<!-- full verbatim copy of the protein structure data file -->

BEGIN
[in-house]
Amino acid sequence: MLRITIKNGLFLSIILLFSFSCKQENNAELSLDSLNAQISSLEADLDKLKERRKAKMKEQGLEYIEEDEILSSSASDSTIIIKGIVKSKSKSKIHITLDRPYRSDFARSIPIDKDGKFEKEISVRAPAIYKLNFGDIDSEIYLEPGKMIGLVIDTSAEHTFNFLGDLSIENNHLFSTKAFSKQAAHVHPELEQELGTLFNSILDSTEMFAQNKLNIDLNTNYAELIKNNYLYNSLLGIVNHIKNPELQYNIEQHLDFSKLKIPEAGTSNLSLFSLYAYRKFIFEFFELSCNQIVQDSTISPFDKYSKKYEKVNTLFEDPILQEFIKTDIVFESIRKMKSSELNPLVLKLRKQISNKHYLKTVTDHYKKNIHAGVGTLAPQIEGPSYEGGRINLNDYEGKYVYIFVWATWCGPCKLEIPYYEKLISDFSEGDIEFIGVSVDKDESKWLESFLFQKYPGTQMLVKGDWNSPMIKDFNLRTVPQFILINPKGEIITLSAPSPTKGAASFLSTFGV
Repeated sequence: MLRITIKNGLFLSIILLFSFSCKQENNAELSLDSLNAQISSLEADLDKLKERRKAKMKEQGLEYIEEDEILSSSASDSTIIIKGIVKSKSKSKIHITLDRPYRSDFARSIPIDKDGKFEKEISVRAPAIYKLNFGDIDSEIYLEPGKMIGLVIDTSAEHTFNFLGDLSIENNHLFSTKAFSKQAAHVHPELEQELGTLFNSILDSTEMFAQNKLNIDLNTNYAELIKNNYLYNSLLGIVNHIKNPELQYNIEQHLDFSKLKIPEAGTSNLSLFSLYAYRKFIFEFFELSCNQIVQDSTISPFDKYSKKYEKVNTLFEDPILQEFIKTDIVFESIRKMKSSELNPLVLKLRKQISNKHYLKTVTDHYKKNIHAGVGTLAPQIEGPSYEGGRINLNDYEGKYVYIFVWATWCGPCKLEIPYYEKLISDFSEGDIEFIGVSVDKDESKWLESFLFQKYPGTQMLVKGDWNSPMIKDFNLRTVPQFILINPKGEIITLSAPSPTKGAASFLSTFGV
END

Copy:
[in-house]
Amino acid sequence: MLRITIKNGLFLSIILLFSFSCKQENNAELSLDSLNAQISSLEADLDKLKERRKAKMKEQGLEYIEEDEILSSSASDSTIIIKGIVKSKSKSKIHITLDRPYRSDFARSIPIDKDGKFEKEISVRAPAIYKLNFGDIDSEIYLEPGKMIGLVIDTSAEHTFNFLGDLSIENNHLFSTKAFSKQAAHVHPELEQELGTLFNSILDSTEMFAQNKLNIDLNTNYAELIKNNYLYNSLLGIVNHIKNPELQYNIEQHLDFSKLKIPEAGTSNLSLFSLYAYRKFIFEFFELSCNQIVQDSTISPFDKYSKKYEKVNTLFEDPILQEFIKTDIVFESIRKMKSSELNPLVLKLRKQISNKHYLKTVTDHYKKNIHAGVGTLAPQIEGPSYEGGRINLNDYEGKYVYIFVWATWCGPCKLEIPYYEKLISDFSEGDIEFIGVSVDKDESKWLESFLFQKYPGTQMLVKGDWNSPMIKDFNLRTVPQFILINPKGEIITLSAPSPTKGAASFLSTFGV
Repeated sequence: MLRITIKNGLFLSIILLFSFSCKQENNAELSLDSLNAQISSLEADLDKLKERRKAKMKEQGLEYIEEDEILSSSASDSTIIIKGIVKSKSKSKIHITLDRPYRSDFARSIPIDKDGKFEKEISVRAPAIYKLNFGDIDSEIYLEPGKMIGLVIDTSAEHTFNFLGDLSIENNHLFSTKAFSKQAAHVHPELEQELGTLFNSILDSTEMFAQNKLNIDLNTNYAELIKNNYLYNSLLGIVNHIKNPELQYNIEQHLDFSKLKIPEAGTSNLSLFSLYAYRKFIFEFFELSCNQIVQDSTISPFDKYSKKYEKVNTLFEDPILQEFIKTDIVFESIRKMKSSELNPLVLKLRKQISNKHYLKTVTDHYKKNIHAGVGTLAPQIEGPSYEGGRINLNDYEGKYVYIFVWATWCGPCKLEIPYYEKLISDFSEGDIEFIGVSVDKDESKWLESFLFQKYPGTQMLVKGDWNSPMIKDFNLRTVPQFILINPKGEIITLSAPSPTKGAASFLSTFGV